Tubeless

Today I may have a little bit to talk about. Last nite was a great nite ride with almost 15 bikes and only two were not fat. And for the first time I had a flat on a fat bike. It was bound to happen sooner or later.

So just to lay it out there, Im not a big fan of tubeless. Thats said, Im tubeless on every off road bike I ride. Even the fat tires now.

Not sure why I do iDSCN4385t. Weight I guess. Maybe cuz I can? And I have a endless supply of tubeless fixins’ in the store. I guess when I take in a high dollar race rig I just instinctively try to get it as light as I can. But for many of us, tubeless is a waste of time and money.

For fat bikes, I never was a big fan of trying to pull the tube out of a holed out rim. By the time you get all the gorilla tape set with a ton of sealant you were close to a tube weight anyway. But now rims are coming tubeless ready like Treks Jackalope and Stans soon to be released Hugo. Also Velocitiys Dually.

So with Treks wheel its easy.  All the spokes are in a line so a inch wide tape strip (that they provide) and a few ounces of Stans and up the tire go’s. Simple and lighter.

But last nite I had a flat on the beach. And then Im reminded that tubeless is a pain in the ass. Sealant everywhere. The tube changed out fine but what a mess. I think I had 6 ounces in the tire.

A lot of people stop in to ask about tubeless. Is it better? Well, for some it is. It allows you to run a lower pressure without a pinch flat. And in some instances can seal up a small puncture. And of course take a little rotating weight off the outside of your wheel. Which would be about the only reason I do it. Being a bigger guy I never run psi as low as others. Heck, most of the time on my MTB Im 50 in the rear and 45 in front.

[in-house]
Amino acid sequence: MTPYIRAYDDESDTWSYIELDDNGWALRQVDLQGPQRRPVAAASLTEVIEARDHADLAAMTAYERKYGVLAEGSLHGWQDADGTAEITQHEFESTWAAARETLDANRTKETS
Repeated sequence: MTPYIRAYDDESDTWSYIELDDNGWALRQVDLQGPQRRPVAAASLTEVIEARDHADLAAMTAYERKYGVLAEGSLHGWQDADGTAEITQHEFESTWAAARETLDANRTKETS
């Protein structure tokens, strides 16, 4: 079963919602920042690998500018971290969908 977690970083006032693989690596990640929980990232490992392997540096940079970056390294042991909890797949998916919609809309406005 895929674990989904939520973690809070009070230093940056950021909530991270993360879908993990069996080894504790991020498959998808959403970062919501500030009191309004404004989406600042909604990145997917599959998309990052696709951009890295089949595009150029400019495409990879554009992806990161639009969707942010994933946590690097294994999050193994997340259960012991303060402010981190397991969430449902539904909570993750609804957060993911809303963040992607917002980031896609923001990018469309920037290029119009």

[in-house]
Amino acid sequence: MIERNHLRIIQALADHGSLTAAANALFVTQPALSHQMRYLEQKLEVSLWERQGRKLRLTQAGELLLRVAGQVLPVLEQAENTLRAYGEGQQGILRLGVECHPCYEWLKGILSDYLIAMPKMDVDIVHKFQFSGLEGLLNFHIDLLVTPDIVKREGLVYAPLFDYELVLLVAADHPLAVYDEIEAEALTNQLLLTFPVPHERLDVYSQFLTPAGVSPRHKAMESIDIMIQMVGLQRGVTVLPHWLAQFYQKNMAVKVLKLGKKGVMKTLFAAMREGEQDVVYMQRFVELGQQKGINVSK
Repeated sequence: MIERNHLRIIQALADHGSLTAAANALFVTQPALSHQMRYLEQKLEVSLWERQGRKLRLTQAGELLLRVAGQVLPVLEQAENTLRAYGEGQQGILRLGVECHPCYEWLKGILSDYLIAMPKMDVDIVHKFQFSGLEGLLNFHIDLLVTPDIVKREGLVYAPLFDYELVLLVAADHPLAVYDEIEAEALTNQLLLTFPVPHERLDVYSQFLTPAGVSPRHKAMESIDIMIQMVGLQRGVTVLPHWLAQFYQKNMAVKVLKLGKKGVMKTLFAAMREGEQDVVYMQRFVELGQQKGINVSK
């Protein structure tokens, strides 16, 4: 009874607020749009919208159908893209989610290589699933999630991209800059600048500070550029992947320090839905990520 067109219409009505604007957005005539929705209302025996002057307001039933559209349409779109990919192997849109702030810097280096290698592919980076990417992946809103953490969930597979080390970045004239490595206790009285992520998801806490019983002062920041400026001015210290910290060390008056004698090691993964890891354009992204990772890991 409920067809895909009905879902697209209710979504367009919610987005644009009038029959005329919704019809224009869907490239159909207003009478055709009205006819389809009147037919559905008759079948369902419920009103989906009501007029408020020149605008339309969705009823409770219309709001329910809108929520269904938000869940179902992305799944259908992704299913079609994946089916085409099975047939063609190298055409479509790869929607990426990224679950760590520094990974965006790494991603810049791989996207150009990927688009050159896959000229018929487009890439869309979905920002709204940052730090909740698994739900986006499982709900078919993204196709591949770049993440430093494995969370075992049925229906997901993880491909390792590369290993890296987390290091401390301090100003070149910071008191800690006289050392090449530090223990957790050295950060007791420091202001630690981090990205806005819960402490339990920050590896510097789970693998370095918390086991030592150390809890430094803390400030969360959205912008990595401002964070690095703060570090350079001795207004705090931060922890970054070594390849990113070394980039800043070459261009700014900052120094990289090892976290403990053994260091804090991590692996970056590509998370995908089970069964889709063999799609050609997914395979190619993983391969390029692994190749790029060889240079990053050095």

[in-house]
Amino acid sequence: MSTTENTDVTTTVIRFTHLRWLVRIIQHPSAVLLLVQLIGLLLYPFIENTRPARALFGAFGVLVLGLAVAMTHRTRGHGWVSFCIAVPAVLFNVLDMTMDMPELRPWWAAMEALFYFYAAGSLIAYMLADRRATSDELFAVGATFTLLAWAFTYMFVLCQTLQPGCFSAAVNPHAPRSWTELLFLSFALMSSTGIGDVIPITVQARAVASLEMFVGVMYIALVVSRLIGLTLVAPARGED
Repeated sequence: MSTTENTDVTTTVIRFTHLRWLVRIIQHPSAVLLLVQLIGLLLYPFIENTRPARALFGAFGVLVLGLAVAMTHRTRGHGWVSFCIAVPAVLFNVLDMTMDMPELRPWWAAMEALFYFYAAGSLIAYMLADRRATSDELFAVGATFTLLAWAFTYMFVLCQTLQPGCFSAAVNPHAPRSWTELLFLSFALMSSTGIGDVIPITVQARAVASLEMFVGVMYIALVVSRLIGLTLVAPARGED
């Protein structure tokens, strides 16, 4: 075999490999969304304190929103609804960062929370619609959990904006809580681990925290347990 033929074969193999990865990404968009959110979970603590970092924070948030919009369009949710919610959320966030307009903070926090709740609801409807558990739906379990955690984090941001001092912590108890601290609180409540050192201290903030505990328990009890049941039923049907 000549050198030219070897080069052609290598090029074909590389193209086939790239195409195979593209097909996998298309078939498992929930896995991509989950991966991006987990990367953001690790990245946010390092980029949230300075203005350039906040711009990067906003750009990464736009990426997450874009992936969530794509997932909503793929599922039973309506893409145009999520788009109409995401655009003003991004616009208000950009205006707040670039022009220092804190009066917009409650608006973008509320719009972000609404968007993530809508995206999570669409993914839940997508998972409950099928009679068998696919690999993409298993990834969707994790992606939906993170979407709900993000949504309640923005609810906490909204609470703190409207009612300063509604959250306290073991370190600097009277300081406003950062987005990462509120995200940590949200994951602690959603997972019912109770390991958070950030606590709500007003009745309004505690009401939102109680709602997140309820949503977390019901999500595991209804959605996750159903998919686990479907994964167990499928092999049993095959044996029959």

To the horror of others, I run my fat tires around 17. If I need float I’ll go to 7 or 8. Any lower and Im near the rim.

I know it sounds weird that I sometimes talk people out of tubeless but then run it myself. But I don’t go out of my way to do it. Again, on the fatties I would not construct some elaborate home made system to do it. But if its manufactured to do so I will.

As for a fat related flat. I did it wrong last nite. I did have a 25 gram co2 ( I’ll carry two now) that can fill the tire well enough get you home but I used it on the flat hoping to make it back without a tube. Wrong. I rode it flat and it broke the bead and I was done. No way I was going to seat the bead out on the beach in the middle of the nite. So I ended up tubing it anyway and should have done that from the get go. Very messy. And used 5 co2’s. And used a hand pump to finish. I should have just tubed it and used one co2. Done and done.

So today I’ll see what was up with the tire. Clean things up and mount it tubeless again. Will cut the sealant from 6 to 3 oz’s and ride again in the morn…..

Life go’s on.

DLD

2 thoughts on “Tubeless

  1. Well said Dan.
    I’ve had tubeless mtb, my 2006 Cannondale Rush came with it, and when it works, holds air, seals punctures, it is pretty sweet. But when it doesn’t work it’s a messy pain in the @$$.
    I think waiting for tubeless Fat specific tires and rims to get “perfected” is a good idea. I have no interest in the “ghetto” tubeless hit or miss mess. For me, the lightweight 2.3-2.7 tubes work fine and are easy to carry.
    I suppose if I lived in a place with cactus type pointy plants all over the place and flats were an every ride occurrence, tubeless would be the best thing for me. But I only get one or two flats a year, so tubes it is.

    1. I too use a 2.8 Bonty tube for my tires when Im tubed. I gatta say again tho the Jackalope rims are very easy to do. No prep needed. Throw in some sealant and inflate.

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